The Islamic State allure reached as far as Australia, as demonstrated by the intensity of the public discussion on the issue in the Australian media. The Australian authorities not only fear that young people (a few converts but mainly Muslim immigrants and second-third generations) could answer the call and go to fight with IS, but also that the returnees with Australian passport could come back radicalized from the war and perpetrate a terrorist attack on Australian soil. ASIO (the Australian intelligence service) estimates that about 60 Australians are fighting in Syria and Iraq, 15 have died there (2 of which as suicide bombers), and tens have already returned.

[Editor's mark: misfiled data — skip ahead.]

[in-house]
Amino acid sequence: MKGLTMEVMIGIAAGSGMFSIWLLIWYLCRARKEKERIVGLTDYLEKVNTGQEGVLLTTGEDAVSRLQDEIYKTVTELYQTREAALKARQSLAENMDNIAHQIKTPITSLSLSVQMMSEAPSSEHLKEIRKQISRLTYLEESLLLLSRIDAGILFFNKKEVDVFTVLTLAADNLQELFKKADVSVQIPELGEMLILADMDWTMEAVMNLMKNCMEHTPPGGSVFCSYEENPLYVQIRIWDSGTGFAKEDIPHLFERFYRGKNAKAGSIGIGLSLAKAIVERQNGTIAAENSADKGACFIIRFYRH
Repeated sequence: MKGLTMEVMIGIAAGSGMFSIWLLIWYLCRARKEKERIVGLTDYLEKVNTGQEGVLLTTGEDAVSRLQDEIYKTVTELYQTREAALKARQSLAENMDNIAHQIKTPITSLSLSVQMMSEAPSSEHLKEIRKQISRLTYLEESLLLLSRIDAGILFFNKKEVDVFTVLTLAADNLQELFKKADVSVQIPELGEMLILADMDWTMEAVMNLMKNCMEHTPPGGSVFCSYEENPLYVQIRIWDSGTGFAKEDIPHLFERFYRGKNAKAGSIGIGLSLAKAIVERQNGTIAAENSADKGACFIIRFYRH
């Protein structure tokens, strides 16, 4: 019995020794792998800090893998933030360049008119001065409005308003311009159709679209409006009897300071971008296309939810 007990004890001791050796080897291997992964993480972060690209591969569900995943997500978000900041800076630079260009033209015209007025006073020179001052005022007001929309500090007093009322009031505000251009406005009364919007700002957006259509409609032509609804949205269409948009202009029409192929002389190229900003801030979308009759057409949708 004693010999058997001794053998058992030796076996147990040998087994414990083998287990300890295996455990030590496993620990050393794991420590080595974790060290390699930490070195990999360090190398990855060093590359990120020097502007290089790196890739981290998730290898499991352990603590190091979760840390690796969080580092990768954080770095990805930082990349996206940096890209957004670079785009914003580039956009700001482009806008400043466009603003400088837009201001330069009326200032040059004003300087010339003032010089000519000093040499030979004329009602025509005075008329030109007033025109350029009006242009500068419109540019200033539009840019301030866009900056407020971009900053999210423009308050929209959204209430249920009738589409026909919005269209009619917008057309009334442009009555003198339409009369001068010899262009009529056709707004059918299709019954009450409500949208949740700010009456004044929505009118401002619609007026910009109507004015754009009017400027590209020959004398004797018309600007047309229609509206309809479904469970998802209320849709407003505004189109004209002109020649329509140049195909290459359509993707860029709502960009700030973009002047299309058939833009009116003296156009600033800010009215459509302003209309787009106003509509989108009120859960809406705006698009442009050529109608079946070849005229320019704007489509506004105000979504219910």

Some of the Australian fighters posted on their Twitter accounts terrible graphic images from the battlefield: the last and most discussed of which was the 7 year old son of a fighter who posed holding a severed head in the IS controlled city of Raqqa. The public discussion about IS and the risks for Australia, sparked by the emotive reactions to the atrocities committed by Australian fighters in Syria, reached crisis point in June 2014, and pushed the Abbott government to take action against IS.
The Government’s counter-measures have been mainly two at the moment: the first is a discussed reform of the national security legislation, which includes making easier to the intelligence services to confiscate passports and to spy on suspected extremists, and restriction to the travels to Middle Eastern countries such as Syria and Iraq. The second counter-measure is the preparation of Australia to be part of a new US-led military campaign against the Islamic State.
The first measure already provoked outrage, especially in the Islamic communities that see the new legislation as discriminatory for Australian Muslims. The second will surely create frustration and opposition in large sectors of the society.